Boy, 6, goes to collect eggs from his
hens... and finds a METEORITE

By Daily Mail Reporter
Last updated at 3:25 PM on 20th August 2009
A six-year-old boy who had gone to collect eggs from his family's brood of hens was stunned to discover a rare meteorite in his back garden instead.

Josh Chapple discovered the egg-sized find the morning at the family home near Barnstaple, Devon after the Perseid meteor shower last week.

The unusually large rock measures 6 x 4cm and is black with a shiny crystal-like gleam.
Josh, who found the rock last Friday, told how he first thought his discovery was a lump of coal. He said: 'I saw it on the ground near our back door - there were burn marks all over it.

'I've never seen anything like it before. It was dark and shiny.'

Mother Sarah Chapple, 36, had planned to stay up and watch the annual meteor shower but couldn't see anything because it was overcast.

She said she knew at first glance the rock wasn't coal so went on the internet to investigate.

'We found pictures of meteorites that had been found elsewhere in the world - they looked just like the rock that we had found,' she said.

'I had thought to keep an eye out for shooting stars but it was far too cloudy and there was nothing to be seen.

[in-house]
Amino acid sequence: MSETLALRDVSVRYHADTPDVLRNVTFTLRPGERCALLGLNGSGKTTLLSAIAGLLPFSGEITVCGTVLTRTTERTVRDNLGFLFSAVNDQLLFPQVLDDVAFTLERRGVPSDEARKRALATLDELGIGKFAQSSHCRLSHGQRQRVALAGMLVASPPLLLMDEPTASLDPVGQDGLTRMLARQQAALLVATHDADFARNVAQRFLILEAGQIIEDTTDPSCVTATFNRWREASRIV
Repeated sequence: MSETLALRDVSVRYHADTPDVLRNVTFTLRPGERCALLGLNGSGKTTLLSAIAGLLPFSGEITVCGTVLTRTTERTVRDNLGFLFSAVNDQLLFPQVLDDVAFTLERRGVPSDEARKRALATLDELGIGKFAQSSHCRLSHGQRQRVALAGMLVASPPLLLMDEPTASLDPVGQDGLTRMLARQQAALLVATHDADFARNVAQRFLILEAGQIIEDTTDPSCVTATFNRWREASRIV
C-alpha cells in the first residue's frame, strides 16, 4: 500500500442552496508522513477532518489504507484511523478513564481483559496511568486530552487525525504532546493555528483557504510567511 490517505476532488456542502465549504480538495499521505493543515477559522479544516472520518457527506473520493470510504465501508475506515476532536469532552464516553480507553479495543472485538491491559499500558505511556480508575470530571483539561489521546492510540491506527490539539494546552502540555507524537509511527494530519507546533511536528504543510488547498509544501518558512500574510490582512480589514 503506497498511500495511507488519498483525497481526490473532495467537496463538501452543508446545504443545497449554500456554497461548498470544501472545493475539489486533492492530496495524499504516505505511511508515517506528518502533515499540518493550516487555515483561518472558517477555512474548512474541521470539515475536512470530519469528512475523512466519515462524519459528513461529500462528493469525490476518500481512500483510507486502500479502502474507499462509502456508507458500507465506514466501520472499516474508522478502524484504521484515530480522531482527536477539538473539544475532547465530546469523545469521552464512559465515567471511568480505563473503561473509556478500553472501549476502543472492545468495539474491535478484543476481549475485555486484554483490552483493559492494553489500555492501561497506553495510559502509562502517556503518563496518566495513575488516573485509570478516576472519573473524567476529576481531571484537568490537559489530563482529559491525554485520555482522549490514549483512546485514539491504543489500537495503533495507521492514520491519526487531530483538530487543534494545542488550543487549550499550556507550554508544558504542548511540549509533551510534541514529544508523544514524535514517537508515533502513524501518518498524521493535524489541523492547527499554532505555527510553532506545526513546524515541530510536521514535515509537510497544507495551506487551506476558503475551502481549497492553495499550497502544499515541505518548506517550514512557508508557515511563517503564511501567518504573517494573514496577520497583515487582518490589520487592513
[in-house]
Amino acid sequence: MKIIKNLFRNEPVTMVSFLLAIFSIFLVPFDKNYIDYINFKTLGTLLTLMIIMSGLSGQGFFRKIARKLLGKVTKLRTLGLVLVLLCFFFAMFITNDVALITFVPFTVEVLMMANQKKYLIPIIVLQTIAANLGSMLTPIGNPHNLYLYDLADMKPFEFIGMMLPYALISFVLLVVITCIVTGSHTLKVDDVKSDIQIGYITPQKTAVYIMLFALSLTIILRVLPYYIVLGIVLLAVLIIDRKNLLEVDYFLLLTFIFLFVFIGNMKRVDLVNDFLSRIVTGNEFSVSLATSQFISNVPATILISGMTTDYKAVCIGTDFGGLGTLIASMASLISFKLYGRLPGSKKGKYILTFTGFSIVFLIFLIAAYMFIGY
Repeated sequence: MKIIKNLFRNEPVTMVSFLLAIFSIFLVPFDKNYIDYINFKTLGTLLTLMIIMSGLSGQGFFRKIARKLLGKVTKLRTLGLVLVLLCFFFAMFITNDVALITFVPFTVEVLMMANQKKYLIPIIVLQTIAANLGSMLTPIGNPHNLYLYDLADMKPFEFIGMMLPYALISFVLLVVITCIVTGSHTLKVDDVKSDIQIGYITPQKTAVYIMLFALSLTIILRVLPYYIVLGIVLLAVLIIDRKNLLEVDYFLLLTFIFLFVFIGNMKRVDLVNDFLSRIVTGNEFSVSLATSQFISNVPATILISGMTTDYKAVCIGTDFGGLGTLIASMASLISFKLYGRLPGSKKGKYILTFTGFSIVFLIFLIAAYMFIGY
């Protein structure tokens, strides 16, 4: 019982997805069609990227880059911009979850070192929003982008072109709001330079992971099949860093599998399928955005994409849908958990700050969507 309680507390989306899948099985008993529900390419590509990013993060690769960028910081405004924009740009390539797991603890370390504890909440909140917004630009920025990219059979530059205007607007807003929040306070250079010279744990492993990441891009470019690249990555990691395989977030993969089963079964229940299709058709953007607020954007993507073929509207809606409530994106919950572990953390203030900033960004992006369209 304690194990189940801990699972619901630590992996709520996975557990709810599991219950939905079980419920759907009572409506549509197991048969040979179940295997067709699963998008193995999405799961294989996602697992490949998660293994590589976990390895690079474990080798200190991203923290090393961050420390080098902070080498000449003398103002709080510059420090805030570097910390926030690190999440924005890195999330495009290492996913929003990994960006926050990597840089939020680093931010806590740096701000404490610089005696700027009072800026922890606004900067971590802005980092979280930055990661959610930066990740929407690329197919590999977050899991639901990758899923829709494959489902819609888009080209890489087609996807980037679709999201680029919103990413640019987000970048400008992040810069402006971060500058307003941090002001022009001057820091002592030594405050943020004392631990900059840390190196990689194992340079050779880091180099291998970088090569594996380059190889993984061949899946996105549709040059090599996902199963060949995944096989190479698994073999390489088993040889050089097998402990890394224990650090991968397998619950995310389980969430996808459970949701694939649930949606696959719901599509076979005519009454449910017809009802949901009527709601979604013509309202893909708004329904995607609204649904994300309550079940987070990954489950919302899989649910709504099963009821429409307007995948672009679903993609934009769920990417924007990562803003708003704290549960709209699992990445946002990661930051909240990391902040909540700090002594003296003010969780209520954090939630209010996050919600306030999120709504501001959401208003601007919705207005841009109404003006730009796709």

'It was a massive surprise - who knows, it could have come straight through the roof of our house.'

Josh's father Andrew, 34, added that both their other sons, Aiden, 13, and Kai, 11 were thrilled about the find.

He said: 'Josh is so excited, it's quite incredible really and it's exciting to think how far the rock has travelled.

'I told them to take photos of where it had landed and watch out for aliens.'

But it looks unlikely that the family will profit much financially from the discovery.

Mr Chapple said: 'We looked on eBay and there were people selling bits of meteorite off.

'One bloke in Mexico was selling it in slices for £15,000 a go - the boys were saying "Dad can we buy a racing car?"

'But then we looked below and there was someone in China selling them off for about £15, so I said they'd probably have to wait.'

The Perseid meteor shower is so-called because the point they appear to come from lies in the constellation Perseus.

Astronomers say up to 100 meteors per hour - looking like shooting stars - appeared across the sky during the shower's peak last week.